As always, if we can be of assistance to you in any way, please do not hesitate to contact my office. My door is open and I have made it a goal to be accessible to the constituents of our district. Please stop by any time. My e-mail address is mkolterman@leg.ne.gov, and the office phone number is 402-471-2756. Todd and Katie are always available to assist you with your needs. If I am not immediately available, please do not hesitate to work with them to address any issues that you may need assistance.

January 26th – Weekly Column

January 26th, 2018

The first full week of the legislative session started with a winter storm that threatened to shut down the legislature. While a handful of my colleagues were unable to make it to the Capitol, Monday’s blizzard was no match for our determination to forge ahead with the peoples’ business of governing. I am grateful for all the road crews from the cities, counties and State who worked long hours to keep our road and highways open. We were fortunate that there were only a handful of serious accidents across Nebraska. And in these situations, Nebraska’s first responders, police, fire and emergency workers, stepped up to aid those in need.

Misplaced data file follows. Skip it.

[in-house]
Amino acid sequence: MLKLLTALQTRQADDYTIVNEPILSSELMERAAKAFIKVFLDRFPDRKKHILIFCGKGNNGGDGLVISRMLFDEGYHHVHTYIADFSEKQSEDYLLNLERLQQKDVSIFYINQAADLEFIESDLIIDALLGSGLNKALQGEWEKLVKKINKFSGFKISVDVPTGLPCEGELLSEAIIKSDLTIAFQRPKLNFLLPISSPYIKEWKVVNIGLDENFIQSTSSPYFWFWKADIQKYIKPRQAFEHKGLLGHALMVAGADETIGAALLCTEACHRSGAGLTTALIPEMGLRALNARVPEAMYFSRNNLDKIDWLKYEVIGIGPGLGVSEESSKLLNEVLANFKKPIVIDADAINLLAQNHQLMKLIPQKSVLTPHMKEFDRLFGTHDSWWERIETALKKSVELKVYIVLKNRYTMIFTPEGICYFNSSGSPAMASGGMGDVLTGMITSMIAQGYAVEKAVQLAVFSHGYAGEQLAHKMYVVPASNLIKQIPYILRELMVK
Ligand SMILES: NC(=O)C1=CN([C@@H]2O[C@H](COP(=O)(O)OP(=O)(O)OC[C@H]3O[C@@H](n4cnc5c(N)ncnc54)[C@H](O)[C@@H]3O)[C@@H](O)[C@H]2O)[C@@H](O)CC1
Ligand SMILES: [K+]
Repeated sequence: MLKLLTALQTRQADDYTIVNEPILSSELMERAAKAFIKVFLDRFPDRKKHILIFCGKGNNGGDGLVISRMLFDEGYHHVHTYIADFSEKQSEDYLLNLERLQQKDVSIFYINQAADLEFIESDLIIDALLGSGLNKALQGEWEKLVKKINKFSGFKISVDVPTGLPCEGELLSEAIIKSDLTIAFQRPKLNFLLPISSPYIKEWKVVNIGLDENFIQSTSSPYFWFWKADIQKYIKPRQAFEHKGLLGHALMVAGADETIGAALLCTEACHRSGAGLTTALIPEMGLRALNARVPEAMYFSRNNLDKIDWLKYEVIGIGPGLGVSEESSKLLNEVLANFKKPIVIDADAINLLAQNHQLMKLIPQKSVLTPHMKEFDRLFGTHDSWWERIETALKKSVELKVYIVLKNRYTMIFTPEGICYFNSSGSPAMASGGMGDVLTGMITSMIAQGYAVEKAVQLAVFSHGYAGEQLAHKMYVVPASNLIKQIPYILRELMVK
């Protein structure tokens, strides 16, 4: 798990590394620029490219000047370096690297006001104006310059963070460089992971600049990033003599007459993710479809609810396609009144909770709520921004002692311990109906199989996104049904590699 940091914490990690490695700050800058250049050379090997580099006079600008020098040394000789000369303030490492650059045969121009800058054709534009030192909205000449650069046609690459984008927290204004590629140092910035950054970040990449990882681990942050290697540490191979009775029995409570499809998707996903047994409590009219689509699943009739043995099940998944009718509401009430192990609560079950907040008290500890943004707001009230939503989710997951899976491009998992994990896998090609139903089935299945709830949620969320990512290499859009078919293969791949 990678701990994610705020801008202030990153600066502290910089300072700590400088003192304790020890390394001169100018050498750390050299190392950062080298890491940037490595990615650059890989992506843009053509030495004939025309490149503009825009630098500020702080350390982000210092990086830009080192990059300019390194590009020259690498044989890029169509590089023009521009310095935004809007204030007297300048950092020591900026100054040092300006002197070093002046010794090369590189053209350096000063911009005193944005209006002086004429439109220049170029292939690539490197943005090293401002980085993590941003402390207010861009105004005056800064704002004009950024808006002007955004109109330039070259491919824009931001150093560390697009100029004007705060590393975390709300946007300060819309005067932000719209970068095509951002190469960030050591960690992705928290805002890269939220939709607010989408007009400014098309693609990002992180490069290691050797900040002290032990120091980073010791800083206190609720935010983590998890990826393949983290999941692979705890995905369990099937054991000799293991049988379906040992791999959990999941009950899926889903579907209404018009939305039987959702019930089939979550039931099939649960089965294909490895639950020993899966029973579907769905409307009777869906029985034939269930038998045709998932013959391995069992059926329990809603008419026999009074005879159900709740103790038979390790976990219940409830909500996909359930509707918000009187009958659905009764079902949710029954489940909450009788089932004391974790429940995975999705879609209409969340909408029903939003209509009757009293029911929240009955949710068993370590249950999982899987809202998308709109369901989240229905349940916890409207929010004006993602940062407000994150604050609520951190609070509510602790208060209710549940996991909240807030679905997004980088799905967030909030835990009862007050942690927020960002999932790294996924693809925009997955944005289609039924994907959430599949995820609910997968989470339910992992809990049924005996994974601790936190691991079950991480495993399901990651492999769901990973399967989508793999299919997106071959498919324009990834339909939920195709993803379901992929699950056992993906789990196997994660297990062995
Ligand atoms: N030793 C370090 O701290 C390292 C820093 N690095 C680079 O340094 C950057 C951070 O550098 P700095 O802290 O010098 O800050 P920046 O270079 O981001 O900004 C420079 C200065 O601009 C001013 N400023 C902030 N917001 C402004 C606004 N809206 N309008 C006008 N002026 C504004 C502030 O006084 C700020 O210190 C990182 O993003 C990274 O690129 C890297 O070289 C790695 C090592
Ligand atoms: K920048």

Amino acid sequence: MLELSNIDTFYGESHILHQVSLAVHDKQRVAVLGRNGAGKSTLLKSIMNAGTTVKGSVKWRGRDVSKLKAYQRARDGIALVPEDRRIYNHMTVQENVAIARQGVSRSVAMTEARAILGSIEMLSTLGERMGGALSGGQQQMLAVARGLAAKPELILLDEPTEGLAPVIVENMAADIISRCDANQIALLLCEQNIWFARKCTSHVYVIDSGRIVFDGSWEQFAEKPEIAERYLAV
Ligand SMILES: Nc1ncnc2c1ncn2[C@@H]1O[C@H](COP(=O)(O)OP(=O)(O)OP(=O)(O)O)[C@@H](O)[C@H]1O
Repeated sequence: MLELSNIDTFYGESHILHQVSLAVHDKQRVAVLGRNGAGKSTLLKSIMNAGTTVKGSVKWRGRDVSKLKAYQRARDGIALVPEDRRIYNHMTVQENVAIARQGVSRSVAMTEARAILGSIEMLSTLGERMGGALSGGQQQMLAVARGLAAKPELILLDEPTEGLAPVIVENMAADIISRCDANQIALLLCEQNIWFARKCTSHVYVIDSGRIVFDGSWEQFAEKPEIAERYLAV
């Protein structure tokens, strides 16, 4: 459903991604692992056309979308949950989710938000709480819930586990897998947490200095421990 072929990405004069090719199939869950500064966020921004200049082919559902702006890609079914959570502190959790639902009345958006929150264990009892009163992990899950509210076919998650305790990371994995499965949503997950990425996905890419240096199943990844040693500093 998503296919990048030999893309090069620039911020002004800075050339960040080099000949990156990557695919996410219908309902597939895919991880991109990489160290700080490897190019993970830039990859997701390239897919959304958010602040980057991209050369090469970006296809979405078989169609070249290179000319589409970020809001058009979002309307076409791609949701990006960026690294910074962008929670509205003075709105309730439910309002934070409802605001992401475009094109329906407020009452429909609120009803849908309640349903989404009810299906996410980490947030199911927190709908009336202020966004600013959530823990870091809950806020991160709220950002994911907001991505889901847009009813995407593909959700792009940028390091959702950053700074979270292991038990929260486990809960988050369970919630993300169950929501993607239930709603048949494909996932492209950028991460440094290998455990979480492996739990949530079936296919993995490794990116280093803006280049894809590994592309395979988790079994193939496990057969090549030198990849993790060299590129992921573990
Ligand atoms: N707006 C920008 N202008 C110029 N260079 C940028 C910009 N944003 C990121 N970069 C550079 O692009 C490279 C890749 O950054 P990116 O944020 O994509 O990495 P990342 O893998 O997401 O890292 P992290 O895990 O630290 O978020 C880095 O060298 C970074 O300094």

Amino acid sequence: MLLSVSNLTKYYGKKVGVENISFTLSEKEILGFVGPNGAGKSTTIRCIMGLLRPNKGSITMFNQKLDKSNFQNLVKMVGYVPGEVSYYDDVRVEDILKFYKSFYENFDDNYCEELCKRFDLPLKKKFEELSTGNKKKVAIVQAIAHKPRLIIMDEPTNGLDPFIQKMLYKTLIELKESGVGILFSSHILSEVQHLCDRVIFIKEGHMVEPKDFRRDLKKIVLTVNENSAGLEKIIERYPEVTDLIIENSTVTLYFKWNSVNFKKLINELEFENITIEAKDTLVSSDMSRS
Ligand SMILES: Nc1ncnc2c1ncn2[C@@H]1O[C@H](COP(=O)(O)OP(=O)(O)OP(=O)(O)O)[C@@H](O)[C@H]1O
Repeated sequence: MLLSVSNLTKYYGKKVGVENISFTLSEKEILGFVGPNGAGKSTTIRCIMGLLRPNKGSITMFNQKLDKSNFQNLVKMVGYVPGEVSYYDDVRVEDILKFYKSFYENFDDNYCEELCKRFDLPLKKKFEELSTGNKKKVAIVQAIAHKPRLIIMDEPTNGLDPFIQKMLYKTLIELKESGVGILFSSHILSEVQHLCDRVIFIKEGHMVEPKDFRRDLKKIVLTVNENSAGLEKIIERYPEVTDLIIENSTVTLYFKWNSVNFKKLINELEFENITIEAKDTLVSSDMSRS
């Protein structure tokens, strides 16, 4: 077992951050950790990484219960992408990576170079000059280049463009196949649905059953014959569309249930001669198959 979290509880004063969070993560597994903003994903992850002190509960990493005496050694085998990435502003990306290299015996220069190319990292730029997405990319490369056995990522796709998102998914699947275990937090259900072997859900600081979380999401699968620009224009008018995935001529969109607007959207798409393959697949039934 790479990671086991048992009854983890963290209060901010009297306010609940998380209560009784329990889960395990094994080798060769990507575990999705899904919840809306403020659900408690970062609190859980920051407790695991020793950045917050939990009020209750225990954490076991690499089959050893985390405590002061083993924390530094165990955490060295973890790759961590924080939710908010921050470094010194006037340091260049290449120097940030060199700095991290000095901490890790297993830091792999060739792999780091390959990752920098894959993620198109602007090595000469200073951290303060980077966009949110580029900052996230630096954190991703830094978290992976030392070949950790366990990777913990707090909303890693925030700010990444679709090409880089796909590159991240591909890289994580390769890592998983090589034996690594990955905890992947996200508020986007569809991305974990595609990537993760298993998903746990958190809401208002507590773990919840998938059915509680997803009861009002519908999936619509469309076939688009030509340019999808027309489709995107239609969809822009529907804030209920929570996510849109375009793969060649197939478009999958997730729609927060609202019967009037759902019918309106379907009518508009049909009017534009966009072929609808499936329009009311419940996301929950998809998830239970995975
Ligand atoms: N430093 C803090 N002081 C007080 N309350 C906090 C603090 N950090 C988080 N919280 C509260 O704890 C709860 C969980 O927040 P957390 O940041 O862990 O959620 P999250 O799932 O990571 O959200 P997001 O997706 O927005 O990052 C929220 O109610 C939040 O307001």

We had several hearings this week on legislative bills I introduced, including two before the Health and Human Services Committee. First, LB 701 updates statutes to support existing telehealth practices in Nebraska. We all know that access to health care practitioners is critically important to the citizens of Nebraska, especially those in medically underserved areas of our state.

The other hearing was on LB 702. I introduced this bill on behalf of the Nebraska Department of Health and Human Services. It updates Nebraska’s Child Support Enforcement Program to comply with new federal regulations. The State of Nebraska would lose over $81 million in federal funding if it fails to comply with the mandated changes by October 1, 2018.